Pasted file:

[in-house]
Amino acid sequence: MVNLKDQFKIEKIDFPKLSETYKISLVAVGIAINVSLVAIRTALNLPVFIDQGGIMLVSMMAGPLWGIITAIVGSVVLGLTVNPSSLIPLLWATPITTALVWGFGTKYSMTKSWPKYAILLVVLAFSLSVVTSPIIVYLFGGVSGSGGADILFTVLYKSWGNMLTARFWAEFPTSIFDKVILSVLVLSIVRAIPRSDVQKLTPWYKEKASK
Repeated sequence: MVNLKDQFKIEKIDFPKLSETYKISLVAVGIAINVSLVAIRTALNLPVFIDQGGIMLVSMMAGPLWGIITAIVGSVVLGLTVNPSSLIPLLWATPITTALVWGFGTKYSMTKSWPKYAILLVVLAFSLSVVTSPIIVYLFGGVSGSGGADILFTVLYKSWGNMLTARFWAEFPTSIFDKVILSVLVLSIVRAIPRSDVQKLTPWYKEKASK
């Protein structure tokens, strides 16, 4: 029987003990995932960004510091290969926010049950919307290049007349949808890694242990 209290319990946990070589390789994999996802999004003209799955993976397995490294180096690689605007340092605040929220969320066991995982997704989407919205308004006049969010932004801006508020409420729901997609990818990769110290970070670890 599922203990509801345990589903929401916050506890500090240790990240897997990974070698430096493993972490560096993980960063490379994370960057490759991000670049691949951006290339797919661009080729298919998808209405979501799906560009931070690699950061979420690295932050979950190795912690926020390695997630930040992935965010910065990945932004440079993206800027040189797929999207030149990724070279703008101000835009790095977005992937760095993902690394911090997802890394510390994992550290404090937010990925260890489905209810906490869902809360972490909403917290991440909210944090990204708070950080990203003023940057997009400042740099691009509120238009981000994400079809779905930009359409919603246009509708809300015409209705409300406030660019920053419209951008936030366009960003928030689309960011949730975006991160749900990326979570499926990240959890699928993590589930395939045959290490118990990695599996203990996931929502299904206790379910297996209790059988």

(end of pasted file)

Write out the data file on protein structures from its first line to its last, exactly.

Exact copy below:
[in-house]
Amino acid sequence: MVNLKDQFKIEKIDFPKLSETYKISLVAVGIAINVSLVAIRTALNLPVFIDQGGIMLVSMMAGPLWGIITAIVGSVVLGLTVNPSSLIPLLWATPITTALVWGFGTKYSMTKSWPKYAILLVVLAFSLSVVTSPIIVYLFGGVSGSGGADILFTVLYKSWGNMLTARFWAEFPTSIFDKVILSVLVLSIVRAIPRSDVQKLTPWYKEKASK
Repeated sequence: MVNLKDQFKIEKIDFPKLSETYKISLVAVGIAINVSLVAIRTALNLPVFIDQGGIMLVSMMAGPLWGIITAIVGSVVLGLTVNPSSLIPLLWATPITTALVWGFGTKYSMTKSWPKYAILLVVLAFSLSVVTSPIIVYLFGGVSGSGGADILFTVLYKSWGNMLTARFWAEFPTSIFDKVILSVLVLSIVRAIPRSDVQKLTPWYKEKASK
């Protein structure tokens, strides 16, 4: 029987003990995932960004510091290969926010049950919307290049007349949808890694242990 209290319990946990070589390789994999996802999004003209799955993976397995490294180096690689605007340092605040929220969320066991995982997704989407919205308004006049969010932004801006508020409420729901997609990818990769110290970070670890 599922203990509801345990589903929401916050506890500090240790990240897997990974070698430096493993972490560096993980960063490379994370960057490759991000670049691949951006290339797919661009080729298919998808209405979501799906560009931070690699950061979420690295932050979950190795912690926020390695997630930040992935965010910065990945932004440079993206800027040189797929999207030149990724070279703008101000835009790095977005992937760095993902690394911090997802890394510390994992550290404090937010990925260890489905209810906490869902809360972490909403917290991440909210944090990204708070950080990203003023940057997009400042740099691009509120238009981000994400079809779905930009359409919603246009509708809300015409209705409300406030660019920053419209951008936030366009960003928030689309960011949730975006991160749900990326979570499926990240959890699928993590589930395939045959290490118990990695599996203990996931929502299904206790379910297996209790059988």